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Zoh Amba: O Life, O Light Vol. 1 (577)

A review of the saxophonist's second album

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Zoh Amba: O Life, O Light Vol. 1 (577)
The cover of O Life, O Light Vol. 1 by Zoh Amba

Saxophonist Zoh Amba is a Tennessee native now based in NYC, where she’s quickly immersed herself in the city’s deep pool of avant-gardists. O Life, O Light Vol. 1 follows fast on the heels of her Tzadik-released debut, O Sun. Here she’s engaged with a chordless trio featuring veterans William Parker and Francisco Mela on a set of excursions into raw, rough-edged transcendence.

It doesn’t take more than a few notes to recognize that Amba has thoroughly imbibed the sound and spirit of Albert Ayler. The late saxophonist’s urgent, questing qualities, his borrowings from spiritual and folk music traditions, his impassioned striving toward the rapturous—all are abundant in Amba’s music. On the album’s 13-minute opener, “Mother’s Hymn,” she repeatedly strains her tenor voice into a tremulous quaver. With Parker’s serrated bowing and Mela’s roiling, hypnotic rhythms, the trio takes on an agitated ritual quality, swaying and shaking with the convulsive impulse of a Holy Roller in full thrall.

The title track begins with an unaccompanied singsong melody that evokes Ayler’s “Spirits Rejoice” or “Ghosts,” soon met with a propulsive avalanche from Mela and Parker. The leader soars into squawking, honking territory before plunging into the lower depths with frenetic bursts reminiscent of her mentor David Murray. Amba never quite summons Murray’s gale-force blowing, but she does muster a force that threatens to strain the physical limits of her horn.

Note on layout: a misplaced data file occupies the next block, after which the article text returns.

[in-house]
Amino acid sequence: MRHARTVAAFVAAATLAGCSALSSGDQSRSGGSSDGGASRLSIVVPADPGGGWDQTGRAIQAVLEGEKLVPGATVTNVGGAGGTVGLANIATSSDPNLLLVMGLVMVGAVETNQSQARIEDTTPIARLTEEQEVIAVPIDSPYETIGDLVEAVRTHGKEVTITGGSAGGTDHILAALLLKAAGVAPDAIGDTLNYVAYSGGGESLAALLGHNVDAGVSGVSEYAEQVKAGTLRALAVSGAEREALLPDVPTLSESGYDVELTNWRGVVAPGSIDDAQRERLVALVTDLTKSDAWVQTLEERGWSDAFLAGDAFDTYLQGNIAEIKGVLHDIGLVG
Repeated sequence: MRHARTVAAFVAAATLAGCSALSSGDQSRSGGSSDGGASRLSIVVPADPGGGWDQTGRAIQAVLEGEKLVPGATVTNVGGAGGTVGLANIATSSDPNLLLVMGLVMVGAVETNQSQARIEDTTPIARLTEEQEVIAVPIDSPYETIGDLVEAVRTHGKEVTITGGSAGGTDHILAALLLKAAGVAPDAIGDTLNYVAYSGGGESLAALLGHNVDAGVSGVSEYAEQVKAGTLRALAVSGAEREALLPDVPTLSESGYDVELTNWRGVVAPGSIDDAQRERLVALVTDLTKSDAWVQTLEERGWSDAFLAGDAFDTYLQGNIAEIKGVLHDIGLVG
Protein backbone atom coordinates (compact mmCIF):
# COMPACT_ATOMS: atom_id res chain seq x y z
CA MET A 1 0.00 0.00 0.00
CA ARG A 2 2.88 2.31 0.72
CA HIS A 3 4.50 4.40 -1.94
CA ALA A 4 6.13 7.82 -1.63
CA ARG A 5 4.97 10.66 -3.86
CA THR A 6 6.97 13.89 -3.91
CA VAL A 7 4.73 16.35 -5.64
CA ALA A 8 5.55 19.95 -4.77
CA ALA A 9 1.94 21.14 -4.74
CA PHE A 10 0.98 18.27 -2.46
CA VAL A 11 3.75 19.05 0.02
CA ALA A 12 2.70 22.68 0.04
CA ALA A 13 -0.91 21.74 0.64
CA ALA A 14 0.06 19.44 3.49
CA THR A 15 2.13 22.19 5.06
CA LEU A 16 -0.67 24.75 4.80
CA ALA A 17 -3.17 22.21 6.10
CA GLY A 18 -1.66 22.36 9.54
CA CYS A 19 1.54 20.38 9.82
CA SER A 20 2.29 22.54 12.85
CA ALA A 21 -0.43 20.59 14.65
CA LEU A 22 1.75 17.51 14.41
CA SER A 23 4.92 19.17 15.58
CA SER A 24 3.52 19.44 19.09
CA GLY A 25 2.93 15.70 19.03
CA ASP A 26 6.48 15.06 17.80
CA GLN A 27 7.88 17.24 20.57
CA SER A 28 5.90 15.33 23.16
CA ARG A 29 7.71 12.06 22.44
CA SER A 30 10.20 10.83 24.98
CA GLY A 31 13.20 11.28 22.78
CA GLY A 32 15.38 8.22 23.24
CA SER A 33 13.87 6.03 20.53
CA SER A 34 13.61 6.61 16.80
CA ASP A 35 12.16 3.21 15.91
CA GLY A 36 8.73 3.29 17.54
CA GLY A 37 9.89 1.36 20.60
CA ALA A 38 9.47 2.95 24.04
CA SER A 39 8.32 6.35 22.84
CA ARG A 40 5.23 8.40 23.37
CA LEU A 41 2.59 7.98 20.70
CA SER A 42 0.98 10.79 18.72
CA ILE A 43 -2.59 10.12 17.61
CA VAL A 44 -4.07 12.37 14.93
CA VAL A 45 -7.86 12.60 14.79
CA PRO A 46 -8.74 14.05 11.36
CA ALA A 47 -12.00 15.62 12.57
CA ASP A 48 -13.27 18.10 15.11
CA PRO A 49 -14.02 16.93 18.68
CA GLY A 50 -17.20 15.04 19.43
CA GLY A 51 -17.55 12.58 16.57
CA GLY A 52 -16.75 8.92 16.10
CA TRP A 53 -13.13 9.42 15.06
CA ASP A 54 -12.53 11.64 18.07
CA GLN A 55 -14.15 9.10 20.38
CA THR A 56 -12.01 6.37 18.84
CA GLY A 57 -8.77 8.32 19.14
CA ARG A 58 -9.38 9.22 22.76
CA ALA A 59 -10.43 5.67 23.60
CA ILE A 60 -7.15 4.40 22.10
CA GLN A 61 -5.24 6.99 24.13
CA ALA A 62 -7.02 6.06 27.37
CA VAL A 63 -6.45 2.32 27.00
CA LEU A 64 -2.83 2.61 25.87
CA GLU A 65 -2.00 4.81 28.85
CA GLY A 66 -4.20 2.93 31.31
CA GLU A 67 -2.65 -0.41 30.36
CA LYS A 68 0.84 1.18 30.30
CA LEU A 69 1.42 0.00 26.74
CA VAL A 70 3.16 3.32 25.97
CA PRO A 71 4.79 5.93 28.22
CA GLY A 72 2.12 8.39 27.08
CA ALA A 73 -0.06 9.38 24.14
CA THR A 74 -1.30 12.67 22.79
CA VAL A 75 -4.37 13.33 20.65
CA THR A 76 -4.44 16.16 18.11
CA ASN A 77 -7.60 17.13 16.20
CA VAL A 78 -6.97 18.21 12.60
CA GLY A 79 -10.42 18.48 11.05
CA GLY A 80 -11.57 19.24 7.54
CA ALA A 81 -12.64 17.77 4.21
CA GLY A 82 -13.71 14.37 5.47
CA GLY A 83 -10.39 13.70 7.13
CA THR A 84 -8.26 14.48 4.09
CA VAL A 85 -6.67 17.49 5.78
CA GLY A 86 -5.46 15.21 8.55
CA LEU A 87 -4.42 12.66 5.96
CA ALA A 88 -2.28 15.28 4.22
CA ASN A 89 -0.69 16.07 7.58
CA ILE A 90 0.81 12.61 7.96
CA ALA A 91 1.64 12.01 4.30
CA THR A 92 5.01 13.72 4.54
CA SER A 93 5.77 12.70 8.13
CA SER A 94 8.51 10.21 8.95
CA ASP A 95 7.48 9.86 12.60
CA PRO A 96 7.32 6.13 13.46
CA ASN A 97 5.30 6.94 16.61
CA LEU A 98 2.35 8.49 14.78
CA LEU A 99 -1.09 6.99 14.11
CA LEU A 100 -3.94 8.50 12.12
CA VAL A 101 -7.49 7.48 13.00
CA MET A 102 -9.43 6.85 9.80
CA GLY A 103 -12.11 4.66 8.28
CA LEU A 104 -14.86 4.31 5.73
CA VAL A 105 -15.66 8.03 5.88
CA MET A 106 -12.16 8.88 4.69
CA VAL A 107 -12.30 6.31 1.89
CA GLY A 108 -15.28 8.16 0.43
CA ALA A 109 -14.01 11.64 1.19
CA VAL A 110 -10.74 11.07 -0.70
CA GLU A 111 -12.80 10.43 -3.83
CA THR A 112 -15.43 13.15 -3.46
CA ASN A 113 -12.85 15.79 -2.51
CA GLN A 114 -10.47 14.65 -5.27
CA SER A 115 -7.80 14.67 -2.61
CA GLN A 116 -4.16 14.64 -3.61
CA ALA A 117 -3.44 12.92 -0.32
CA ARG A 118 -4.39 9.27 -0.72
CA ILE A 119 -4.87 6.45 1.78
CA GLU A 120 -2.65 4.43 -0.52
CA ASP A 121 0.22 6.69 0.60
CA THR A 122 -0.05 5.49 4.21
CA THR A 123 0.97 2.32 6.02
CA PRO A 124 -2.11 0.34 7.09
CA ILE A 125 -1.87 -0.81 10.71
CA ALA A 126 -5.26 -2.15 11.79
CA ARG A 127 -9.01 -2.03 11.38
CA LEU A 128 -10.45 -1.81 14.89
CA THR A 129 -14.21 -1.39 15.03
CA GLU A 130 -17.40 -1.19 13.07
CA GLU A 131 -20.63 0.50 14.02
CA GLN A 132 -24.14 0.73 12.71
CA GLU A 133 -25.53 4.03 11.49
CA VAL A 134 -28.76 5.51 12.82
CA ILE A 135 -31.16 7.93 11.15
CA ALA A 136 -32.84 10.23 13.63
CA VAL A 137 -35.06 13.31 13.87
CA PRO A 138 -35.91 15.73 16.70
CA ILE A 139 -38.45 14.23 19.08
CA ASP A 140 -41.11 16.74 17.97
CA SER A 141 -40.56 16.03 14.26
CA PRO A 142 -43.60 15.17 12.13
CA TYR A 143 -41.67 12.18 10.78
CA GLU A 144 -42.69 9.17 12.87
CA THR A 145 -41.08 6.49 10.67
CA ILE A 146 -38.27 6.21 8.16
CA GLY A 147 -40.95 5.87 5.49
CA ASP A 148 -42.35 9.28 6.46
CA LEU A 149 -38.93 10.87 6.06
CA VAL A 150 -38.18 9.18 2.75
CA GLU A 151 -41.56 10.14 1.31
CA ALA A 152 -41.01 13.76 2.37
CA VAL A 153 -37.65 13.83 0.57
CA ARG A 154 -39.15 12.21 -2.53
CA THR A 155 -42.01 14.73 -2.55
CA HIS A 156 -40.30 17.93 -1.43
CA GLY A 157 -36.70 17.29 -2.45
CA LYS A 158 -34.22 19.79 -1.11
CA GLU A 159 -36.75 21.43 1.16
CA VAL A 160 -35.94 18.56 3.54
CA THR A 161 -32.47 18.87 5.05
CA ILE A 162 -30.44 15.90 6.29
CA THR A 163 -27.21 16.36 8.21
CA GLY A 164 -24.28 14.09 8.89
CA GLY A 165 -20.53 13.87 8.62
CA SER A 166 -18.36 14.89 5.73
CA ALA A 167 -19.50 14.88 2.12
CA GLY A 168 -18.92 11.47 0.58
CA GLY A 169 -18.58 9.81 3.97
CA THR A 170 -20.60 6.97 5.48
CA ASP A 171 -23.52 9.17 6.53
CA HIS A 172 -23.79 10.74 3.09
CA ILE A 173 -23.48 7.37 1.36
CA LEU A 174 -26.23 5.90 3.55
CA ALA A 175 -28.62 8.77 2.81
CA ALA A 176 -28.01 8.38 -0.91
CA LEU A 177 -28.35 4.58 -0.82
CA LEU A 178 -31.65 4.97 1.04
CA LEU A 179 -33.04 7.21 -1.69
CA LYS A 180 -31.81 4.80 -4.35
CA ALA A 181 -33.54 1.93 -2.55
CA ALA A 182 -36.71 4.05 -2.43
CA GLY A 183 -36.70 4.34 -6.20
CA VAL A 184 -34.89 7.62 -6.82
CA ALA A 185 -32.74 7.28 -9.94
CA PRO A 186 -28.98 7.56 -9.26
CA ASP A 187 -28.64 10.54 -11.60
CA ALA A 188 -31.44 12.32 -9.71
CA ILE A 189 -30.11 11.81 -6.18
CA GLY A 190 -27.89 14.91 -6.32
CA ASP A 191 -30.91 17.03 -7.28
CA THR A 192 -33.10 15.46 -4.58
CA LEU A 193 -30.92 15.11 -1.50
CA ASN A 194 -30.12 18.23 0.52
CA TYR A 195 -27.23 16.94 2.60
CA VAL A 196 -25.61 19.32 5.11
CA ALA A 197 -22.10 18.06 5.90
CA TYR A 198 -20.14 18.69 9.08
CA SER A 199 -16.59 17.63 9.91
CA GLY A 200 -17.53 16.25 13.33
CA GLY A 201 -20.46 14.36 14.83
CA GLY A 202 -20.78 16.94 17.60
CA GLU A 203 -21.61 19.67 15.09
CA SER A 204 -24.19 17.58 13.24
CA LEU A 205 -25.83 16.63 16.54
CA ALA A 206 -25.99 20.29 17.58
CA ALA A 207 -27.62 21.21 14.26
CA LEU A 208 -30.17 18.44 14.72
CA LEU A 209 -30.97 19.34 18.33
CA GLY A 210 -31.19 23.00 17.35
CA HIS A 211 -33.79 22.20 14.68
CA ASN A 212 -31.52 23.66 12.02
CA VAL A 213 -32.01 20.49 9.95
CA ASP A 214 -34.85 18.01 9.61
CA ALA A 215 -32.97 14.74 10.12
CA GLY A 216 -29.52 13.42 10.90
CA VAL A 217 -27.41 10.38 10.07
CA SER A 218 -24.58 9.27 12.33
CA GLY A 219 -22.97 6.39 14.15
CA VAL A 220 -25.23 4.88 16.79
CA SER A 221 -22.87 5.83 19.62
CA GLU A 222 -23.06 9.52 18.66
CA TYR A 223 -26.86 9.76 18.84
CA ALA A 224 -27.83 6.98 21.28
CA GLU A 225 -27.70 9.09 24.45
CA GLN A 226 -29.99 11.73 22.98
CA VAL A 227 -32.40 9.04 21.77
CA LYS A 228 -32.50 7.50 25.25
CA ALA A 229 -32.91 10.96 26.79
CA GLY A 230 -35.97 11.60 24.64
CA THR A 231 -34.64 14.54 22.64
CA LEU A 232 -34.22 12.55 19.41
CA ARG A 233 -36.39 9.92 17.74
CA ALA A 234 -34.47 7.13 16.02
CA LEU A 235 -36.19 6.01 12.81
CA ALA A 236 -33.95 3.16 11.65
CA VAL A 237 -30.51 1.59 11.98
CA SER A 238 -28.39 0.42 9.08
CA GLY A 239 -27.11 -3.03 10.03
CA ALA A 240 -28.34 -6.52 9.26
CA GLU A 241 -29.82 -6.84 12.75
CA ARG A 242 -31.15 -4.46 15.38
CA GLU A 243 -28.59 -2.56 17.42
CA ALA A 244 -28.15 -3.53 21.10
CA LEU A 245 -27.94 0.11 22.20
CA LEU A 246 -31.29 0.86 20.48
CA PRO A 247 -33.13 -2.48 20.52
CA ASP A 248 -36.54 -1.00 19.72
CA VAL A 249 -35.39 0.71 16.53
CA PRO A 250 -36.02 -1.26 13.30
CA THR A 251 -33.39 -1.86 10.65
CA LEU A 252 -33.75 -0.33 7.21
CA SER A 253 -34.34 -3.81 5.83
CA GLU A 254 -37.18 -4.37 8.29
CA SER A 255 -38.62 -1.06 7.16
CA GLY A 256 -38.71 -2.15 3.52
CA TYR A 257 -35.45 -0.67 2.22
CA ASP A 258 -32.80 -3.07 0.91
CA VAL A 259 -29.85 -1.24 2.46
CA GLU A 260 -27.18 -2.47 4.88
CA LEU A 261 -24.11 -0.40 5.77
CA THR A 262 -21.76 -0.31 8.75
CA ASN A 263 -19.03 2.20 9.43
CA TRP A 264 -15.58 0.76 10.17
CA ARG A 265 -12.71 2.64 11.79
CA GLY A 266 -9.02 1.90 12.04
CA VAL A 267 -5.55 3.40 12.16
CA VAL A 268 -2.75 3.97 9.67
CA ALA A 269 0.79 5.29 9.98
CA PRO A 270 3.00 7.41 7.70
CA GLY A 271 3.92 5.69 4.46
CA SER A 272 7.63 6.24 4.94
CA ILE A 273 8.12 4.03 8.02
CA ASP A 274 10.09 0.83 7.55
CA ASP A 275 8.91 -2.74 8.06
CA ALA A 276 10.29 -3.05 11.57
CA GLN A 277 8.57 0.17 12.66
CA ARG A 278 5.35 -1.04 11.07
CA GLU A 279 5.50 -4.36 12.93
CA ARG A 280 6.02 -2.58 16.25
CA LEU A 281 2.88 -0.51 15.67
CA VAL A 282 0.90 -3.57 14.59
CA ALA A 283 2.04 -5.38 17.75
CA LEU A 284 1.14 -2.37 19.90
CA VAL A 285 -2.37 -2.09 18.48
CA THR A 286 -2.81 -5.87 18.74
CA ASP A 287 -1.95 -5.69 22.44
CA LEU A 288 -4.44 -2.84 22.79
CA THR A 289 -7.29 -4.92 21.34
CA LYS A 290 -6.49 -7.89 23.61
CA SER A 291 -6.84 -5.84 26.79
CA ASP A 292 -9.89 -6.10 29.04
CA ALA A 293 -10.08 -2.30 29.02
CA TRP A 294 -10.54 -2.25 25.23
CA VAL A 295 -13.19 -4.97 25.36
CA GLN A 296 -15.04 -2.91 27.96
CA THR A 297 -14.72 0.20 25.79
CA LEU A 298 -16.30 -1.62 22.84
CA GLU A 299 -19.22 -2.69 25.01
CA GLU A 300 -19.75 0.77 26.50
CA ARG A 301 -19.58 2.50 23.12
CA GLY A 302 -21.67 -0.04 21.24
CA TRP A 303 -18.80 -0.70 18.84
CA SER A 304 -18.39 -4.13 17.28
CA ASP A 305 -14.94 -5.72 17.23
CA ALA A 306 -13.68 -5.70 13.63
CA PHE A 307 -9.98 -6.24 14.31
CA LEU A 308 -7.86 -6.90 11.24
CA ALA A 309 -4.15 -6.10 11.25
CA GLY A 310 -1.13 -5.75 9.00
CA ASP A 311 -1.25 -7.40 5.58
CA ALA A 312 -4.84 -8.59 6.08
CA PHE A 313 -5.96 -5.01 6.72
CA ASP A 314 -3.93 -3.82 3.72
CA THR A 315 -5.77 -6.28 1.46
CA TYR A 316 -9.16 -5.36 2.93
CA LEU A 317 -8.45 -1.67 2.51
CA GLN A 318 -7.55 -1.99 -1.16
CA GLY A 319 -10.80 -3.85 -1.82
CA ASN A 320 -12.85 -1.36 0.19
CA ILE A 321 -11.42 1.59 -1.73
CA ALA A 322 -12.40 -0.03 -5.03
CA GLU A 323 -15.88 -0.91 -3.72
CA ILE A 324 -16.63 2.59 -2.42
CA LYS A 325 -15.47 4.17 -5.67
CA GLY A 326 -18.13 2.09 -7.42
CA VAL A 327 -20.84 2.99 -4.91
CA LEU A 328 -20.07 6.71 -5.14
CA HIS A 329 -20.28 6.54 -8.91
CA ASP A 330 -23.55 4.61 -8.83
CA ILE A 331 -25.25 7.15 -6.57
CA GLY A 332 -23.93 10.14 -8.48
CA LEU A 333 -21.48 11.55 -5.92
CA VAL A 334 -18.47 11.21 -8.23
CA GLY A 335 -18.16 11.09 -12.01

Amba’s own personality emanates most vividly when she switches to flute for “Mountains in the Predawn Light,” a hazy, mist-shrouded venture laced with Japanese folk accents. Concise yet sprawling at just 35 minutes, the album concludes with a short, prayer-like return to the tenor called “Satya,” a 90-second postscript that ends the proceedings on a questioning note.



Shaun Brady

Shaun Brady is a Philadelphia-based journalist who covers jazz along with an eclectic array of arts, culture, and travel. Brady contributes regularly to the Philadelphia Inquirer and JazzTimes and Jazziz magazines, with subjects ranging from legendary artists to underground experimentalists. His byline has appeared in DownBeat, Metro, NPR Music, and The A.V. Club, among other outlets. He studied filmmaking at Columbia College Chicago and continues to spend too much time in the dark.